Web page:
Job 38-41

Taking the place of the "interpreter" of God's ways, that Job might recognize what "uprightness" demanded, Elihu closed his discourse on the lofty theme of the majesty and the justice of God, so the moment had come for Divine intervention. He is God, and Almighty, as the closing verses of Job 37 declared: He is also Jehovah, and He spoke out of the whirlwind, to which Elihu had also alluded.

It is remarkable too that Elihu had spoken of the "noise," or "roar" of "His voice." Wind is not visible; yet in violent motion, men feel its pressure and hear its roar. As the whirlwind approached and its pressure was felt, its roar was the voice of Jehovah Himself. His words were addressed specially and only to Job. Whether what He said was intelligible to others, we are not told. Brought face to face with Jehovah, Job had to recognize that all his many words had darkened and not shed light upon the matter in dispute.

If we refer back to the beginning of Job 23, we may remind ourselves that Job in a self-confident way had expressed his wish to get into contact with God, feeling sure that he could order his cause before Him, and fill his mouth with arguments, and know the words in which God would answer him. The moment had come now for his wish to be fulfilled, and Jehovah bids him gird up his loins like a man, and be prepared to answer the voice of God. The questionings now should come from God. They begin with verse 4.

The words of Jehovah fill four chapters, with a brief interlude at the opening of Job 40. Question after question is propounded for Job to consider and answer, if he could; and all are concerned with the mighty power that had acted in creation. Once more we see that only the primeval revelation of God is assumed. If, as some think, Moses wrote this book, he wrote of things that happened before the law was given, or, at least, of circles where the law was not known. We are reminded of what we read in Romans 2: 12-15, as we notice that "the work of the law" was written in the heart of Job. Jehovah judged him in the light of what he knew, and as He did so, we shall discover how Job's conscience bore witness and his thoughts which had been excusing him began to accuse him. The law did not make men responsible, it only heightened their responsibility.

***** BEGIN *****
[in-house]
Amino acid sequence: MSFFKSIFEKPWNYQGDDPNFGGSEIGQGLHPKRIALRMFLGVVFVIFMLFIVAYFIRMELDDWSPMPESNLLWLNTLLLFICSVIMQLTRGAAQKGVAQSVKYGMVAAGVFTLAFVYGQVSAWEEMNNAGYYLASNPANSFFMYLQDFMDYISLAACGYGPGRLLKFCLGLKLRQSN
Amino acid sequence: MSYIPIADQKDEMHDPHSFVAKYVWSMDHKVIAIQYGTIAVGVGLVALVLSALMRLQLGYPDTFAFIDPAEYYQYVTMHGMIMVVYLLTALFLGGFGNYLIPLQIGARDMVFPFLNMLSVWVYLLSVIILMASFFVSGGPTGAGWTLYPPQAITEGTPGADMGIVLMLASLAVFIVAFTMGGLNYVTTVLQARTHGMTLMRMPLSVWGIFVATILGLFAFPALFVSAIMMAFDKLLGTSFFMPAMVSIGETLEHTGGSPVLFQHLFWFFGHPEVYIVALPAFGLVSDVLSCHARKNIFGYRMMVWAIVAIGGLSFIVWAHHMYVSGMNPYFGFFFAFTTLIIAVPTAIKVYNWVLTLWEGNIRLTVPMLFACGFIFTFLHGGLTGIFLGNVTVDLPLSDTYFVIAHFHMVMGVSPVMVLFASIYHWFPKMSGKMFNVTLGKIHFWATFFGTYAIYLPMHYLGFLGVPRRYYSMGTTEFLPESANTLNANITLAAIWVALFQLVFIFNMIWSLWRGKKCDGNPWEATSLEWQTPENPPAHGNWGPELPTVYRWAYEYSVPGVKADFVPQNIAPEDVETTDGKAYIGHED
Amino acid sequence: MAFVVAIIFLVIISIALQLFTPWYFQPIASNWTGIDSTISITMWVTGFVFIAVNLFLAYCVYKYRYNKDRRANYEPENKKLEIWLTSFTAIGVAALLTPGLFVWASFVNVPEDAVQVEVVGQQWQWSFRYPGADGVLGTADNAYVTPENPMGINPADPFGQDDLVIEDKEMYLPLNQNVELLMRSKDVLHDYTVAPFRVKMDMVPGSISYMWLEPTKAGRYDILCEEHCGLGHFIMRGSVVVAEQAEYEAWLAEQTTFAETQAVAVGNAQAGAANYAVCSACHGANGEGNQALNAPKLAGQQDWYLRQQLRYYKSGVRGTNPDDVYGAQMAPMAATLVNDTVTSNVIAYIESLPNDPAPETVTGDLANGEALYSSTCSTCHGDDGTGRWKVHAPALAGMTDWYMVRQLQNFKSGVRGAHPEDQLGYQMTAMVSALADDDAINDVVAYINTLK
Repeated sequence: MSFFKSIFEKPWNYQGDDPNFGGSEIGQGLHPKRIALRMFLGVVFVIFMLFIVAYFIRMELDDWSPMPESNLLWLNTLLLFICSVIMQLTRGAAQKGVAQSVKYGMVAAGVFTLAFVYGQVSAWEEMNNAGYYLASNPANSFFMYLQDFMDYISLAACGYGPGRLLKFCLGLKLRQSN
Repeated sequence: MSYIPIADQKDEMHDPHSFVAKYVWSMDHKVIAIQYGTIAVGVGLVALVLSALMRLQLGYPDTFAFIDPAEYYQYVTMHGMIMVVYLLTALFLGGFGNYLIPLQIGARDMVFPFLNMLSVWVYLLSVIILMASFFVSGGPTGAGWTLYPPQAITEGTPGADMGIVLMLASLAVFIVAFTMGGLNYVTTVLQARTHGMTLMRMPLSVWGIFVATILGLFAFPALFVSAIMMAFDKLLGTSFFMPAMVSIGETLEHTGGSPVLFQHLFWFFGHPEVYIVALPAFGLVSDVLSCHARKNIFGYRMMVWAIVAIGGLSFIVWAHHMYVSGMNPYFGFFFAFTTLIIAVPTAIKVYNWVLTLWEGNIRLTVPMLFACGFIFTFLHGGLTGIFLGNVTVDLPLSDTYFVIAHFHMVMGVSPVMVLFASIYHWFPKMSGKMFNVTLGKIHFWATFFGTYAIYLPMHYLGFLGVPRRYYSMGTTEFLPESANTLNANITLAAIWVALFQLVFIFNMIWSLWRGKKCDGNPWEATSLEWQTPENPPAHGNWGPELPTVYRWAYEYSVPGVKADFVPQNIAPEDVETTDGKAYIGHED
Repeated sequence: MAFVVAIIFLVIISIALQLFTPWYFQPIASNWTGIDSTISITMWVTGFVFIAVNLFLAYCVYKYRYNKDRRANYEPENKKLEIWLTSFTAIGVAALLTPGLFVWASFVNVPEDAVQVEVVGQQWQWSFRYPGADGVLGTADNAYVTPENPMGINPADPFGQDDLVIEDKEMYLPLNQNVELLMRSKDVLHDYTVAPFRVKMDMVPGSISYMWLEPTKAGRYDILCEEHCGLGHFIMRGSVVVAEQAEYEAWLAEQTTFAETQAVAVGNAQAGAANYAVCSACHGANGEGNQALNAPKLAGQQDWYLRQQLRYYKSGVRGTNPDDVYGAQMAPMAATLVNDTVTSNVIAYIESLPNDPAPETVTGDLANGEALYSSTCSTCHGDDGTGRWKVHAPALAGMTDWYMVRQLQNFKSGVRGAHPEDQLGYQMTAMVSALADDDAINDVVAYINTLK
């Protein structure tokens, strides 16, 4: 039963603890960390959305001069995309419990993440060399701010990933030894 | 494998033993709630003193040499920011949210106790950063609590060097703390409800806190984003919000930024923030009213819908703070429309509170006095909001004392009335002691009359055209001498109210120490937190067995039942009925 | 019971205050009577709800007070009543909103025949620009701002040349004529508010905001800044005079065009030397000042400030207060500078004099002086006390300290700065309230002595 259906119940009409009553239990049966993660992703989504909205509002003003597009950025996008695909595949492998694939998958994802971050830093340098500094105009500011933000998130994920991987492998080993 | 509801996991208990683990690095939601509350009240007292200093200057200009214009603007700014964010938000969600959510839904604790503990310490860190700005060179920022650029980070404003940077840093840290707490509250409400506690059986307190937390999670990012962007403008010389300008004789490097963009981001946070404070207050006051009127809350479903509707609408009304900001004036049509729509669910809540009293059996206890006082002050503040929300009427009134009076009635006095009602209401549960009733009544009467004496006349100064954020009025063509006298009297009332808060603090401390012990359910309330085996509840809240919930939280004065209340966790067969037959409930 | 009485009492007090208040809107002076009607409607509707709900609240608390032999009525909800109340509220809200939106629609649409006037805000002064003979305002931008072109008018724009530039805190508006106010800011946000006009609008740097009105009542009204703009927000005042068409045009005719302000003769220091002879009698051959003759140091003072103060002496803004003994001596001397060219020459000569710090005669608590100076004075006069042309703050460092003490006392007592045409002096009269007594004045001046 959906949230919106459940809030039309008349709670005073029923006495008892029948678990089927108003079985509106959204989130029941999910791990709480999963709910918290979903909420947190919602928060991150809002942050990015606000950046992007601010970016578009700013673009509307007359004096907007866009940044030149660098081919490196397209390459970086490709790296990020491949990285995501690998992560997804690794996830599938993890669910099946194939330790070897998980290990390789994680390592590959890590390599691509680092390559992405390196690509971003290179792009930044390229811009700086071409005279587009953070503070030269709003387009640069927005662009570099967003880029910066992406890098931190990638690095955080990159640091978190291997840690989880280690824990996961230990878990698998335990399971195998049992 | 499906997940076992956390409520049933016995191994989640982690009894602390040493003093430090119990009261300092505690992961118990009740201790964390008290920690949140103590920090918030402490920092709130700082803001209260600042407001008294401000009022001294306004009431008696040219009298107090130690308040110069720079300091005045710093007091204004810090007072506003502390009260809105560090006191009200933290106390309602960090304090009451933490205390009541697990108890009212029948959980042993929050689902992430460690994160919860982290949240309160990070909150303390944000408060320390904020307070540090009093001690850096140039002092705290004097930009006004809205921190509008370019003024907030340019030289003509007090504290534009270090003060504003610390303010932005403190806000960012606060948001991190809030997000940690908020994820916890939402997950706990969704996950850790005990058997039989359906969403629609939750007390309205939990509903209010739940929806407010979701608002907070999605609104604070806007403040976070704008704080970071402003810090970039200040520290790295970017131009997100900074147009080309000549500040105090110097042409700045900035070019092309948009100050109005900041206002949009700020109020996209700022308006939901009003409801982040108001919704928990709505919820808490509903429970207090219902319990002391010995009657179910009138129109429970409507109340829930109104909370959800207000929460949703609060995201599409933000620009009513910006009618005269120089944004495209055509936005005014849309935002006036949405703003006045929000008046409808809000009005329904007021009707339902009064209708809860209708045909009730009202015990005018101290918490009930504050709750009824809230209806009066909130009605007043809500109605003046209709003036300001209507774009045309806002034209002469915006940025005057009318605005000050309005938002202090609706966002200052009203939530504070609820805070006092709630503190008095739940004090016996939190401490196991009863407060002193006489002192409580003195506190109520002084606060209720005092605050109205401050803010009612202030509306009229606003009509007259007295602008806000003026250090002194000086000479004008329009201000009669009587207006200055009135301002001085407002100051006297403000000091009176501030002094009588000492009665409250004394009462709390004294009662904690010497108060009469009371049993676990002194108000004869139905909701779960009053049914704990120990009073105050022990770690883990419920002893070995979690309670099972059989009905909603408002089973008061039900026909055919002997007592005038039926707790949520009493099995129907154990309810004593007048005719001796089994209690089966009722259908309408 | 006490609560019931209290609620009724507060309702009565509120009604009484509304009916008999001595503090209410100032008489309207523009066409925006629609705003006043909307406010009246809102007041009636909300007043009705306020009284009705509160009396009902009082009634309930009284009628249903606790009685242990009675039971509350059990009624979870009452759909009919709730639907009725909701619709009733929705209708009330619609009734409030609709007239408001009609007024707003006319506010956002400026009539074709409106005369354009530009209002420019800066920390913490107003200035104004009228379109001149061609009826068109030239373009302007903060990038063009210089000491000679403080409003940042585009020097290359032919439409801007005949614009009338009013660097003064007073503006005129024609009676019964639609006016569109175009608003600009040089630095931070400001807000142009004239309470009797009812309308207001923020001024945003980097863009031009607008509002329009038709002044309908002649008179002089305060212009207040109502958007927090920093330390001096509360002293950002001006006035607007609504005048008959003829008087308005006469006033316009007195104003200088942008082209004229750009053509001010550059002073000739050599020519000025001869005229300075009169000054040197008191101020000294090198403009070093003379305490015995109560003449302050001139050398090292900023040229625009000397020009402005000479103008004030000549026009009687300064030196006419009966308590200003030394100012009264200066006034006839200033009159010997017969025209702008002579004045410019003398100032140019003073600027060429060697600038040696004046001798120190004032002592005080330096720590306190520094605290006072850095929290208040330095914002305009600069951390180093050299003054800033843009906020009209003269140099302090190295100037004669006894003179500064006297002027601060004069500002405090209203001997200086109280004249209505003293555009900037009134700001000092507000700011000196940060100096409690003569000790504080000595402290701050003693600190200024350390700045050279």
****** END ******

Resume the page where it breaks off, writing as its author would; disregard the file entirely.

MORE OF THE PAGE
In verses 4-38 of Job 38, the Lord asserts His own greatness and Job's insignificance in the light of His mighty creatorial acts. He started with His founding of the earth, which occasioned jubilation among angelic beings, who witnessed it; and then He proceeded to speak of the seas breaking forth, though in darkness, and then light appearing so that there was a dayspring as well as darkness. After that came mention of the wonders of snow and hail and rain, as well as the wonders displayed in the stars, the constellations and the ordinances of heaven. We cannot but be reminded of the early part of Genesis 1, down to the point where we read, "He made the stars also." What did Job know of these things? Had he entered into the springs of the sea? Or had the gates of death opened to him?

From verse 38 and through Job 39 the questions refer to animals and birds, the creation of which is related in the latter part of Genesis 1. Here again, if carefully considered, wonders innumerable confront us, and questions were raised that Job could not answer.

So, in the opening verses of Job 40, Jehovah challenged Job about it and Job at once capitulated. He acknowledged that he had spoken too much and that now silence became him. Before his Creator, he realized he was vile.

But the conviction that now had seized Job had to be driven into him yet more deeply. Hence again he was challenged. He had been guilty of disannulling the judgment of God, and condemning Him in order to maintain his own righteousness. This was really a very great sin, and in verses 9-14 he is condemned in a most searching way. Ironic language is used. Let him not contend with God but rather turn his attention to the proud and powerful among men, and abase such; then it might be admitted that he could save himself.

From verse 15 to the end of Job 41, the Lord makes further reference to the wonders of His creation. He called Job's attention to behemoth and to leviathan- probably the hippopotamus and the crocodile. They had brute strength but no human intelligence. It would be more easy to subdue them than to bring down proud man. In Job's day human inventions had hardly begun, so this was probably not so apparent as it is in our day, when these mighty creatures are easily subdued-but not so, proud man!

Job however could not tackle leviathan or behemoth, nor could he subdue proud man. How then could he contend with God? This was powerfully driven home into his heart.